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Early Steps - Communication

Updated: Jan 18, 2019

Communication – Pre-school children

Parents ask us for help with a range of issues, and in supporting them, we would almost always be working on developing communication skills of some form with their child. 14% of teachers too, when surveyed in a US based study said over half of children begin school with communication difficulties. These difficulties can impact making friends, responding to teachers and independence in the classroom.

Common concerns parents have about communication might include:

  • Lack of eye contact

  • Doesn’t respond to other people

  • Doesn’t respond to name

  • Doesn’t point or gesture

  • Might babble or have their own language or repeat phrases over and over

  • Might be able to label things but can’t ask for things

  • Their language might be unclear or ‘behind’ other children their age

  • Grabbing or pulling for things they want rather than asking with words.

Communication is a pivotal skill - it opens up pathways to other things!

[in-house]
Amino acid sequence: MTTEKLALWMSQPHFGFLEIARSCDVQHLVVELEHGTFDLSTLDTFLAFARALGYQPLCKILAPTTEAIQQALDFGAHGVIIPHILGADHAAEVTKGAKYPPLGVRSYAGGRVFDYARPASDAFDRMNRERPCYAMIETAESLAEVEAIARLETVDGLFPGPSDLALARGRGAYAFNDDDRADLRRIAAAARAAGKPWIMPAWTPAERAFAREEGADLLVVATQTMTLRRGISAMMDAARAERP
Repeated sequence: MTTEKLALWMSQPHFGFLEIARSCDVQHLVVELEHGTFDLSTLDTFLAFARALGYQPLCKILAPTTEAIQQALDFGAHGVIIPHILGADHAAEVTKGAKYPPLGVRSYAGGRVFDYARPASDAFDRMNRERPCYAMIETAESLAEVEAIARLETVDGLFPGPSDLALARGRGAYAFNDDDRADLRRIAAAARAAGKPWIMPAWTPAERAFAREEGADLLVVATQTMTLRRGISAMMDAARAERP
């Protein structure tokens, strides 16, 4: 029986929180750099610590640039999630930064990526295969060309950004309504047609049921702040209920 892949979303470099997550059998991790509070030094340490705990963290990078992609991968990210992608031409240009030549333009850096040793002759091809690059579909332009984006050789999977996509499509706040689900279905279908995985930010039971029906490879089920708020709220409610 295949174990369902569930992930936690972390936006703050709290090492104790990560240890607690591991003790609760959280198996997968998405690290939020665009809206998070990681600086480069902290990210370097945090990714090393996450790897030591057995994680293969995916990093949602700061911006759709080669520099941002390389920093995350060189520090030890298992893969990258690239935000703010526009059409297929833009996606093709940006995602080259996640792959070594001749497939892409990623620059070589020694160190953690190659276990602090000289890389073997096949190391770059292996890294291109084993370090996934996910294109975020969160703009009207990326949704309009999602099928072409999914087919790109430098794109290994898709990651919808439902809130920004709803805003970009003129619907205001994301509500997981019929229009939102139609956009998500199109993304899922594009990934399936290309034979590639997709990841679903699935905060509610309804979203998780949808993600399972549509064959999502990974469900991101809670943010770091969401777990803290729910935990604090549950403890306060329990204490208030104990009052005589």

Learning the power of communication

Language can come in many forms such as signs, vocal communication, picture exchange or augmentative devices. It can also have different purposes such as to ask for items, to seek attention or to label what you see.

For a child that might be struggling with communication we need to initially harness the most powerful type of communication to increase their success - making requests!

A request is where you say something - and you get THAT thing!

Teaching children to ask for things they want and need empowers, reduces frustration and builds the foundations for more complex social skills

At Early Steps one of our early goals is often to ensure that children have the means to ask for things they want and also stop the things they don’t like. We give many many opportunities to practice these skills to make communication as easy and rewarding as possible.


Every child is different and a speech and language delay can be for a variety of reasons.

Some things to consider-

  • Check for hearing problems

  • Was your child premature - this might mean some areas of development are delayed.

  • Is your child exposed to more than one language at home?

If your child still presents with difficulties and you feel that they are missing out on important opportunities to socialise or communicate, trust your instincts and visit your doctor or health visitor to discuss additional support.


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